A sector of the economy that has not so far received even token  attention from the government is agriculture and rural India in general, though technically speaking Make in India can be said to include rural industry. It is not sufficiently well known that in the past decade the real price of food has risen by 25 percent. This is completely out of line with the experience of the richer economies of the world where the price of food has shown a secular decline. Take China, the share of food in the household budget there is on average much lower than it is in India. As less need be spent on it now, cheaper food expands the demand for manufactures. The general approach in India has been to increase the production of food, but the point actually is to also lower its cost of production. Public capital formation in agriculture has been on the downward trend for about twenty five years now, preventing the yield increase necessary for keeping price increase in check. The trend needs to be reversed. Whether in industry or in agriculture, expansion of the economy’s infrastructural base increases productivity, driving growth and enhancing the tax revenue needed to finance the public debt. But more so, infrastructure empowers people more than do consumption subsidies.    

Having made a case for greater public capital formation, the issue of which projects to undertake is a real one. There is no question that the choice of projects should be done carefully and the implementation rigourous. The Pradhan Mantri Gram Sadak Yojana initiated some ten years ago would be an ideal vehicle for investment. After all, roads are needed across the country, rural India would be targeted and the overall outlay will be substantial. Only, given India’s diverse geographies a flexible approach should be adopted and the states taken on board. Nothing is gained by insisting on one-size-fits–all solutions, a feature that has plagued central schemes historically.

The suggestion that the budget be used as the vehicle for expanding the capital base of the country ought also to be seen from the point of view of the mode of financing. The much-vaunted PPT model for expanding infrastructure, in vogue for a decade, has broken down. Also, public sector commercial banks are now under-capitalised having been pressured to lend to long-gestation projects which they are not suited to do. Once again, some perspective is to be gained from the experience of China where the infrastructure has been built by the state. In general, the importance of public capital in the form of infrastructure for economic growth, not to mention well-being, has been underrated in the discourse on the future of India.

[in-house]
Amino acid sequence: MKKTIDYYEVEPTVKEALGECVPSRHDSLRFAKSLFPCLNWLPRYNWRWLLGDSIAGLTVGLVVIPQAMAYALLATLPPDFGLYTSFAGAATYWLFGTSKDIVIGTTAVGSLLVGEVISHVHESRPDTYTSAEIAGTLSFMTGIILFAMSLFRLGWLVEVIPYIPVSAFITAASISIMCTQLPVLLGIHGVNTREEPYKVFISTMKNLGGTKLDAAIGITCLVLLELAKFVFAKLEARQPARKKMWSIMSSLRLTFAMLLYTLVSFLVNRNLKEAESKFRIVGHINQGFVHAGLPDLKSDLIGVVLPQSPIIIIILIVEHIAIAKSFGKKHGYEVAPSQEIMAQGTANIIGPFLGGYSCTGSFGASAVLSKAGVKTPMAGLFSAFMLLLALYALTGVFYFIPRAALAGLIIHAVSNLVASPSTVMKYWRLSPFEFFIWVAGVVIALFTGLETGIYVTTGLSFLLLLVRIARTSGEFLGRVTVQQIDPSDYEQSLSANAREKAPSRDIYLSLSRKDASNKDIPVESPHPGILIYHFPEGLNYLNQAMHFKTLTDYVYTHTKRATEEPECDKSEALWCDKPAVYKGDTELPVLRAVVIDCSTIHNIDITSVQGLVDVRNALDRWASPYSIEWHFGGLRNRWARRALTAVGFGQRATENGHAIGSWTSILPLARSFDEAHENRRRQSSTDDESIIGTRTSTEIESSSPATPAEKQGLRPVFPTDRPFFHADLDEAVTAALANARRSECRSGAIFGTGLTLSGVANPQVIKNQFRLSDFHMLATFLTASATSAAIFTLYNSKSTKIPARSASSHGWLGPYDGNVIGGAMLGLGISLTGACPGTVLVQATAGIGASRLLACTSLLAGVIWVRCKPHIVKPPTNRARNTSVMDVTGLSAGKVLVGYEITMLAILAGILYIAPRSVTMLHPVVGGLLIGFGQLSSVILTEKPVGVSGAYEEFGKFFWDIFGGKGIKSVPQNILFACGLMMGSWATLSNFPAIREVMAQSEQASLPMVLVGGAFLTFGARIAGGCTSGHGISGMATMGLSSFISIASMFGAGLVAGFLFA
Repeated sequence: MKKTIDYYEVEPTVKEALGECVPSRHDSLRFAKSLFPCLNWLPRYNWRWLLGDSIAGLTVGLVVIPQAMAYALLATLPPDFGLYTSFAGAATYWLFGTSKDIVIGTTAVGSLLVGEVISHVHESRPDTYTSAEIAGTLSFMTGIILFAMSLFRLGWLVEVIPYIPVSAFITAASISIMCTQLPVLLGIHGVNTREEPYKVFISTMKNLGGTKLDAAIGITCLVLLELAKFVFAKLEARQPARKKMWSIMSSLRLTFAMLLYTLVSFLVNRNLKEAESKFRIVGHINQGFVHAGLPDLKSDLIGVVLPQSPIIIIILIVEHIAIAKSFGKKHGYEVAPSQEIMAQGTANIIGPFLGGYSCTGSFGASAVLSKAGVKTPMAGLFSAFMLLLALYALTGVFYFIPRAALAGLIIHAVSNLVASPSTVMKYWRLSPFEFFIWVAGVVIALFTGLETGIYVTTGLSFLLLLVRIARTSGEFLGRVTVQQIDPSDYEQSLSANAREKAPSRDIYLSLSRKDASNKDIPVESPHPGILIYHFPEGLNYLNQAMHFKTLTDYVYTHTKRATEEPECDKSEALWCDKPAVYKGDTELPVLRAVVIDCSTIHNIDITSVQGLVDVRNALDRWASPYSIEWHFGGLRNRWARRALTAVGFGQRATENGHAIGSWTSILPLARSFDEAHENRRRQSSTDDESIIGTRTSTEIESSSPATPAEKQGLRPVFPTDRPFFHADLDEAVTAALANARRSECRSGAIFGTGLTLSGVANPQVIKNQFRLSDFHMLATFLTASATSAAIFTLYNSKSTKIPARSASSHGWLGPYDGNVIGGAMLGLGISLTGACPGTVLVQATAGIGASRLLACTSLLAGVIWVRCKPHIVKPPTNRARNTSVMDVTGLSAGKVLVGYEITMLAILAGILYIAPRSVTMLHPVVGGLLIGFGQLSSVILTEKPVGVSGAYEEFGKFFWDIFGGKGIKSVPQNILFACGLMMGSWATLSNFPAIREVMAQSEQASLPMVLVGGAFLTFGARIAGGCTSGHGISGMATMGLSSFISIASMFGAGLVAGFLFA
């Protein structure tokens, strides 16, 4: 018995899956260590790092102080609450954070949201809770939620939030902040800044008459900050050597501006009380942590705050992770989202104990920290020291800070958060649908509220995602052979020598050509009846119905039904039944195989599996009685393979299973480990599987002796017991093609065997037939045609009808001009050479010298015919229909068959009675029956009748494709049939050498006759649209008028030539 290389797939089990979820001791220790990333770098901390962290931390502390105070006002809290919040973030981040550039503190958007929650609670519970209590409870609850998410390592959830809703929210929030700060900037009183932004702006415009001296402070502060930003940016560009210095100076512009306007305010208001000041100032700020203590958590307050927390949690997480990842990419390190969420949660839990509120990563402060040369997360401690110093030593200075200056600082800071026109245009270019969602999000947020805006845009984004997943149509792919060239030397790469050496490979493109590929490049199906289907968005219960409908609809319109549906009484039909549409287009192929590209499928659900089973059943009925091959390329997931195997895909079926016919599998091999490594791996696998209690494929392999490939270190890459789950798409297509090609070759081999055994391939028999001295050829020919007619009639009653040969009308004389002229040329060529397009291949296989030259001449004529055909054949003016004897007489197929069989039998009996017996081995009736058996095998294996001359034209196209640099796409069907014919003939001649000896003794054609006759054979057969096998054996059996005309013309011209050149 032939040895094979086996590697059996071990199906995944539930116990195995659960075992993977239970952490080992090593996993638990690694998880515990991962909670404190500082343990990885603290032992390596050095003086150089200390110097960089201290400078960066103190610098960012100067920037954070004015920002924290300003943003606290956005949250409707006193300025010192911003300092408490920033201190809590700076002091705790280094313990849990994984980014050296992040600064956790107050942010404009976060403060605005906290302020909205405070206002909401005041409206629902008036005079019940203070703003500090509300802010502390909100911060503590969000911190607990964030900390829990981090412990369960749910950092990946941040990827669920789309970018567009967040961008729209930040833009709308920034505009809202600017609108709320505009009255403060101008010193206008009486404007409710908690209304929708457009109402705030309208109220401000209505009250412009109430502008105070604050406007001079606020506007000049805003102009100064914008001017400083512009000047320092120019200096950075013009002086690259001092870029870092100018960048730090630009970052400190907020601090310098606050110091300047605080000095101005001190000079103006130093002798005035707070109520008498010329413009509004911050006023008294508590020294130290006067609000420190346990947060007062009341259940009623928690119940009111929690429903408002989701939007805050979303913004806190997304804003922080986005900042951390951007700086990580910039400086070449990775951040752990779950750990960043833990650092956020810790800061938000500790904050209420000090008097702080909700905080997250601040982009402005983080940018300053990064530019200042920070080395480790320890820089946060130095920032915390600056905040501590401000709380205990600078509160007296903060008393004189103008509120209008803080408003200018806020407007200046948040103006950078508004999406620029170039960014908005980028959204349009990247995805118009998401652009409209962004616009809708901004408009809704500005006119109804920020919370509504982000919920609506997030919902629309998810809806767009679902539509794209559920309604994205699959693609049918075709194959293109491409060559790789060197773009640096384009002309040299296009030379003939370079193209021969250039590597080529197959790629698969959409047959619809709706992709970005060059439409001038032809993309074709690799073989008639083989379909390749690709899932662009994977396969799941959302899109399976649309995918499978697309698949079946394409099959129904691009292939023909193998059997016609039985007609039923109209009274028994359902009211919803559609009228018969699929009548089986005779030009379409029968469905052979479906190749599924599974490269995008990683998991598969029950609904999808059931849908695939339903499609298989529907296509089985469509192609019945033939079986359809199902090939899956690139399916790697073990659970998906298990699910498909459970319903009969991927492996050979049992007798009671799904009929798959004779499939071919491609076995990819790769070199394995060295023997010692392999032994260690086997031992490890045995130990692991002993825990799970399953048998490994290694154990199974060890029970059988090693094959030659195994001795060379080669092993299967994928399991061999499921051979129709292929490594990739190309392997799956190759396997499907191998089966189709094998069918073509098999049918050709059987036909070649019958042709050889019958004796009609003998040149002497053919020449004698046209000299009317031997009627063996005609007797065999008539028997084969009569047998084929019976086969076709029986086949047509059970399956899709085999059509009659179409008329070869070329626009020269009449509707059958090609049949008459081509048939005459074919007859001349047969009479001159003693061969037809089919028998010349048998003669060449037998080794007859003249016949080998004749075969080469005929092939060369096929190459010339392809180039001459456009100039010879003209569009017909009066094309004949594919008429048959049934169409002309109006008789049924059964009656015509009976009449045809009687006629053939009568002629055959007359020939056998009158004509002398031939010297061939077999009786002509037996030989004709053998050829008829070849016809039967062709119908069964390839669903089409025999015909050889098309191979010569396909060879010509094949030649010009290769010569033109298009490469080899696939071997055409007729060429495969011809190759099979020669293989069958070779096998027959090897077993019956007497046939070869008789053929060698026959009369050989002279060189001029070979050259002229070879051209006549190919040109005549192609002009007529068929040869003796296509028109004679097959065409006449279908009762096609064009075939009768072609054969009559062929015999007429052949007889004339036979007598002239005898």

Greater public capital formation would have to be financed. As already argued we may expect at least some part of the increased debt due to the fiscal expansion to finance itself. Two other possibilities are for funds from consumption subsidies to be channeled into public infrastructure and for proceeds from disinvestment to be earmarked similarly. Consumption subsidies other than on food for the poor should be reviewed. The slide in growth after 2008 began as the government chose to privilege consumption subsidies over investment. Do we really need a subsidy for cooking gas which we know to be regressive? The kerosene subsidy is known to abet criminality as the stock is diverted to adulterate transportation fuel. The food subsidy could be trimmed if the PDS is linked to Aadhaar and the buffer stock reduced substantially. Increasing the foodstock beyond what is necessary is not only costly but also raises the market price, leaving the poor without access to the PDS worse off, thus defeating the very purpose of government intervention. Mr. Modi had promised maximum governance. Fortune, it is said, favours the brave and the budget would be a good place to start.